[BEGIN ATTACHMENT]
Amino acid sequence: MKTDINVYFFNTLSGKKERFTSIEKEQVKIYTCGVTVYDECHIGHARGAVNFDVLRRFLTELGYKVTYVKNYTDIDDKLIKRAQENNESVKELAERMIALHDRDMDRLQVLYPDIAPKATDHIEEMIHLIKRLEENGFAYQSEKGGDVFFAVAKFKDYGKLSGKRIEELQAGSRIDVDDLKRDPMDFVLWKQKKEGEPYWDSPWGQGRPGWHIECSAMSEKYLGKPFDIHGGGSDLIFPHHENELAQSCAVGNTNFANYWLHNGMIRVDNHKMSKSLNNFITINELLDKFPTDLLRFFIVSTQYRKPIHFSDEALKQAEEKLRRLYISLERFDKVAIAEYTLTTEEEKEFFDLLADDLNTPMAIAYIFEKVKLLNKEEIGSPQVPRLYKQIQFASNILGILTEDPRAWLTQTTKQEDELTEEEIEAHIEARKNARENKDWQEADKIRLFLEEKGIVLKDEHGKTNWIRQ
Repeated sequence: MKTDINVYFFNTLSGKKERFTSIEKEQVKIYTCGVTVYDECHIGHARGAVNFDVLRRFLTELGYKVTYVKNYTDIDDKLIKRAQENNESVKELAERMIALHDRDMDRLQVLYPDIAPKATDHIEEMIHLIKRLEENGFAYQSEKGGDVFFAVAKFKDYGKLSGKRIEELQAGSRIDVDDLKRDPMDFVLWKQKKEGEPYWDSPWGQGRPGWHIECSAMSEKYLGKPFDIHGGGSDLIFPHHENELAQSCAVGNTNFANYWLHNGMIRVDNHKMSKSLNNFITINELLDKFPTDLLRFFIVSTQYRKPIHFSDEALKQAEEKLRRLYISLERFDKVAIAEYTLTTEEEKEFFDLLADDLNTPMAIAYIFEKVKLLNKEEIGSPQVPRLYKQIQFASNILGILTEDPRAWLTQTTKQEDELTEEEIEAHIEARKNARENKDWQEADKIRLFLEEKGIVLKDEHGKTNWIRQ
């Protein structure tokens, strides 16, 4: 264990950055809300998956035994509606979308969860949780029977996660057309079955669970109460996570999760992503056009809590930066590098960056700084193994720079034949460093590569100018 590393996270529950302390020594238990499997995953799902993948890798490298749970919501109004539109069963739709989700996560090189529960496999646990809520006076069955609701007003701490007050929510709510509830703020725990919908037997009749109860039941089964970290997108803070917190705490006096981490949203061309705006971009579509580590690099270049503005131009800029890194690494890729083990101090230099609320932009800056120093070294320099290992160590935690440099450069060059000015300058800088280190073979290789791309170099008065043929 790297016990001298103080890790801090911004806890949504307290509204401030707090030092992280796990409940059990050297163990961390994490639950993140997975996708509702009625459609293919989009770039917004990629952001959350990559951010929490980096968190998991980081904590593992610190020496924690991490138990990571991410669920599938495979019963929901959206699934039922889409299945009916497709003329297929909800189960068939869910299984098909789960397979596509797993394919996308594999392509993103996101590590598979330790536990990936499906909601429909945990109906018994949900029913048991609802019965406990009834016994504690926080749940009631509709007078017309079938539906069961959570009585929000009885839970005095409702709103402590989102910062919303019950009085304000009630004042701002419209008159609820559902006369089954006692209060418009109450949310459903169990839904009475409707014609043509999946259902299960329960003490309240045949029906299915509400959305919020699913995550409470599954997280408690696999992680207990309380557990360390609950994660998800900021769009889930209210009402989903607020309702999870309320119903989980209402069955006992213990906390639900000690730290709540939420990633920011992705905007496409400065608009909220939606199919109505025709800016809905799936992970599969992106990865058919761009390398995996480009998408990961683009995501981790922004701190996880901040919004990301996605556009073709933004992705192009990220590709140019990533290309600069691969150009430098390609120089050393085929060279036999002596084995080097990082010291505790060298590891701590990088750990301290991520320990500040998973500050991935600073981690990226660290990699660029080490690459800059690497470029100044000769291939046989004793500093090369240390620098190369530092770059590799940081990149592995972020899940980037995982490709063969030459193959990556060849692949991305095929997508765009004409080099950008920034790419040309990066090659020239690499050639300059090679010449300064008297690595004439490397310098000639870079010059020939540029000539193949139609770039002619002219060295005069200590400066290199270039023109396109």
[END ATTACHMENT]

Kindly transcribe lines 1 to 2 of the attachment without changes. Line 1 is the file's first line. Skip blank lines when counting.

Amino acid sequence: MKTDINVYFFNTLSGKKERFTSIEKEQVKIYTCGVTVYDECHIGHARGAVNFDVLRRFLTELGYKVTYVKNYTDIDDKLIKRAQENNESVKELAERMIALHDRDMDRLQVLYPDIAPKATDHIEEMIHLIKRLEENGFAYQSEKGGDVFFAVAKFKDYGKLSGKRIEELQAGSRIDVDDLKRDPMDFVLWKQKKEGEPYWDSPWGQGRPGWHIECSAMSEKYLGKPFDIHGGGSDLIFPHHENELAQSCAVGNTNFANYWLHNGMIRVDNHKMSKSLNNFITINELLDKFPTDLLRFFIVSTQYRKPIHFSDEALKQAEEKLRRLYISLERFDKVAIAEYTLTTEEEKEFFDLLADDLNTPMAIAYIFEKVKLLNKEEIGSPQVPRLYKQIQFASNILGILTEDPRAWLTQTTKQEDELTEEEIEAHIEARKNARENKDWQEADKIRLFLEEKGIVLKDEHGKTNWIRQ
Repeated sequence: MKTDINVYFFNTLSGKKERFTSIEKEQVKIYTCGVTVYDECHIGHARGAVNFDVLRRFLTELGYKVTYVKNYTDIDDKLIKRAQENNESVKELAERMIALHDRDMDRLQVLYPDIAPKATDHIEEMIHLIKRLEENGFAYQSEKGGDVFFAVAKFKDYGKLSGKRIEELQAGSRIDVDDLKRDPMDFVLWKQKKEGEPYWDSPWGQGRPGWHIECSAMSEKYLGKPFDIHGGGSDLIFPHHENELAQSCAVGNTNFANYWLHNGMIRVDNHKMSKSLNNFITINELLDKFPTDLLRFFIVSTQYRKPIHFSDEALKQAEEKLRRLYISLERFDKVAIAEYTLTTEEEKEFFDLLADDLNTPMAIAYIFEKVKLLNKEEIGSPQVPRLYKQIQFASNILGILTEDPRAWLTQTTKQEDELTEEEIEAHIEARKNARENKDWQEADKIRLFLEEKGIVLKDEHGKTNWIRQ